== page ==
Reinventing education through online learning


By Sam Shriver - sshriver@limanews.com



Alison Siefker, a kindergarten teacher at SS. Peter & Paul Catholic School in Ottawa, demonstrates how leaves soak up sunlight while showing her pupils the parts of a plant Tuesday. Siefker posts videos of lessons on a private Facebook group for parents to show their children, who learn at home with school buildings closed during the novel coronavirus pandemic.

Alison Siefker, a kindergarten teacher at SS. Peter & Paul Catholic School in Ottawa, demonstrates how leaves soak up sunlight while showing her pupils the parts of a plant Tuesday. Siefker posts videos of lessons on a private Facebook group for parents to show their children, who learn at home with school buildings closed during the novel coronavirus pandemic.


Courtesy of Alison Siefker, Ottawa

LIMA — Keeping the learning going through the coronavirus pandemic has forced school districts across the country to take the education online.

Online platforms like Schoology, Dojo, Zoom and Google Classroom are being utilized and in some cases over-utilized. Some school districts were having problems using Schoology earlier in the week due to an increase in usage nationwide.

Some students don’t have internet access, providing another problem for some school districts.

“We put together a spreadsheet of all of the kids who have not been doing anything online and the schools have been calling these families and letting us know whether or not that family has a device in their home and or internet access,” said Jill Ackerman, superintendent of Lima schools.

Ackerman noted last week that they are in the process of getting more Chromebooks and internet hotspots so these students who don’t have access can participate in online learning.

“Teachers are doing a great job on their platforms and they’re able to interact with kids. We want all kids to be able to have that ability. All of the lessons that have been done online are all there so I can see every week’s worth for my own child so they can go back and work at their pace,” Ackerman said.

Getting kids motivated to study is a challenge.

“We’ve been doing a lot of posts on our social media pages with teachers reading books to kids and doing different activities just to keep kids engaged, doing a lot of Zoom meetings and that’s become really popular,” said Aaron Rex, superintendent of Wapakoneta schools. “Teachers have been staying in contact with their classes by setting up the Zoom meetings and Google Classroom so there’s lots of avenues out there for people to use. It’s disappointing that we’re not going to have school but I think with what we’re going through right now, everybody understands that’s what’s best until we can get through this and we make a positive turn.”

Schools had to turn to online learning, some reluctantly.

“I wrote a little internal communication to our staff about a week or two ago and in there, I wrote ‘necessity is the mother of invention,’” said Jim Kanable, superintendent of Shawnee schools. “I can’t say that I’m pleased that this is going on (online learning) but you know, I saw a collection of professionals come together, and in two or three days, bring a lot of concepts and ideas and they share them with each other.”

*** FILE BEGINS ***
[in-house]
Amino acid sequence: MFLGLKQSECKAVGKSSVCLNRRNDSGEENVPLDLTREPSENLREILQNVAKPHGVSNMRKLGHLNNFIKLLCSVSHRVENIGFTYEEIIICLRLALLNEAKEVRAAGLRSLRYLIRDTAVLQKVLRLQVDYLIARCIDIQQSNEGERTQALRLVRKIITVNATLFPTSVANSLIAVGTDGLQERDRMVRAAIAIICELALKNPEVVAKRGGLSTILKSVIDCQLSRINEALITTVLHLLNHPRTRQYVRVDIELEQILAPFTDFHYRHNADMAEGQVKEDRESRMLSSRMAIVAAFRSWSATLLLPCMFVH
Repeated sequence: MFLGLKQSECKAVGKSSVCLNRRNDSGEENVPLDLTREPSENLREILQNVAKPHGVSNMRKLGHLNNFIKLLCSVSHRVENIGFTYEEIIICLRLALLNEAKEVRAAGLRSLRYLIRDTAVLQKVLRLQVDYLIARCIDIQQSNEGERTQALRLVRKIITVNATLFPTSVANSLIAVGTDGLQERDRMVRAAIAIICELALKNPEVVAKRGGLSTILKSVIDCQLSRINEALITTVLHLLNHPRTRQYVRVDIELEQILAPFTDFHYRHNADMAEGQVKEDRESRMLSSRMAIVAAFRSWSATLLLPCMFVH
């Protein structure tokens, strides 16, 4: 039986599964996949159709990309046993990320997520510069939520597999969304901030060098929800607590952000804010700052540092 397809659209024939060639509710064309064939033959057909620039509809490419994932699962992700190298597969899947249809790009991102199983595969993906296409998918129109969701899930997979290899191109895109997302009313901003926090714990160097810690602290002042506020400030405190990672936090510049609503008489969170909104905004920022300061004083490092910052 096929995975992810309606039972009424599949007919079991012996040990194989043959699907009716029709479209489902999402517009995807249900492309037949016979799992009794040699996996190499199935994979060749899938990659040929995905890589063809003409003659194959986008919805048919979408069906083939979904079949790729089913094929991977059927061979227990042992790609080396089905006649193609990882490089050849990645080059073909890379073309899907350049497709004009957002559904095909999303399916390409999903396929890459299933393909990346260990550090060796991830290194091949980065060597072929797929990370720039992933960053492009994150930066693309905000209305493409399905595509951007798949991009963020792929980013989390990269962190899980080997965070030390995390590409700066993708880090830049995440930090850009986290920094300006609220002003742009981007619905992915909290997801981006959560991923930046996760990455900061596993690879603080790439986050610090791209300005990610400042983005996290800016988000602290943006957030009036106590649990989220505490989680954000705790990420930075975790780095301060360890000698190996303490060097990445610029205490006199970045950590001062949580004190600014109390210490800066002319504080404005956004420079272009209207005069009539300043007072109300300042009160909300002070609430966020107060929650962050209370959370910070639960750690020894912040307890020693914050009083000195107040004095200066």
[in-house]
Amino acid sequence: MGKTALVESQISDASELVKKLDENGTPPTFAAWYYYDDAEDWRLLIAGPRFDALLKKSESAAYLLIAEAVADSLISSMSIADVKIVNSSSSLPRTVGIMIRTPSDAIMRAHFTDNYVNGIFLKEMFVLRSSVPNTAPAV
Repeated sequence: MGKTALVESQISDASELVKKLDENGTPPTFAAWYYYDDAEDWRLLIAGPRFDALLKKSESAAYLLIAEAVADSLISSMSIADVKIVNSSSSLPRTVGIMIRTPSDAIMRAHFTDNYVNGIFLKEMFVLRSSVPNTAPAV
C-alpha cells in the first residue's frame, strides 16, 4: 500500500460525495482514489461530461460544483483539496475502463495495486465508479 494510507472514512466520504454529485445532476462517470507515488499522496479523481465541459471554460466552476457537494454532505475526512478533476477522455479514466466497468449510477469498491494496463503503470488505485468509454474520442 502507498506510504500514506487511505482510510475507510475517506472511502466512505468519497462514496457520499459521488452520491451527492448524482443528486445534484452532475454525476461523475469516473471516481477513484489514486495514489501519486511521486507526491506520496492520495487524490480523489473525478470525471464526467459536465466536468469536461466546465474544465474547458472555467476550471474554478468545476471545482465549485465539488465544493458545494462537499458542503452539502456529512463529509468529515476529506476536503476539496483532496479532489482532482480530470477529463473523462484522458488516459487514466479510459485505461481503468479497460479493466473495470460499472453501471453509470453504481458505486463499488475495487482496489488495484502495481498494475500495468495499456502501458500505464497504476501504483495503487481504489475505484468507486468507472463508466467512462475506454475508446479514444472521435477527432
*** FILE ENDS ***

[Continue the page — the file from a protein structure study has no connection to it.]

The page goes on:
Parents are also helping students with online learning.

“I feel like now we’re starting to understand, even as parents, we’re figuring out how to maneuver our way through the different platforms and we’re able to kind of pace ourselves with the work,” Ackerman said.

But Ackerman is also disappointed in some students not buckling down.

“I had a little frustration in looking at kids that I know have access to technology that are not doing their work. So it was kind of a call to parents to make sure you’re following up with them. We have a checklist that we complete, a schedule that we stay on every day — just having parents really make sure that the kids that are able to do the work electronically are actually doing it,” Ackerman said.

She emphasizes that even though they’re online, they’re still in school.

“These days count as days in school. So I want kids to understand that you will or won’t earn credits — you will or won’t earn passing grades so they need to take it seriously. This counts 100%,” Ackerman said.

Alison Siefker, a kindergarten teacher at SS. Peter & Paul Catholic School in Ottawa, demonstrates how leaves soak up sunlight while showing her pupils the parts of a plant Tuesday. Siefker posts videos of lessons on a private Facebook group for parents to show their children, who learn at home with school buildings closed during the novel coronavirus pandemic.
https://www.limaohio.com/wp-content/uploads/sites/54/2020/04/web1_OnlineLearning-Siefker.jpgAlison Siefker, a kindergarten teacher at SS. Peter & Paul Catholic School in Ottawa, demonstrates how leaves soak up sunlight while showing her pupils the parts of a plant Tuesday. Siefker posts videos of lessons on a private Facebook group for parents to show their children, who learn at home with school buildings closed during the novel coronavirus pandemic. Courtesy of Alison Siefker, Ottawa

By Sam Shriver

sshriver@limanews.com

Reach Sam Shriver at 567-242-0409.

Reach Sam Shriver at 567-242-0409.

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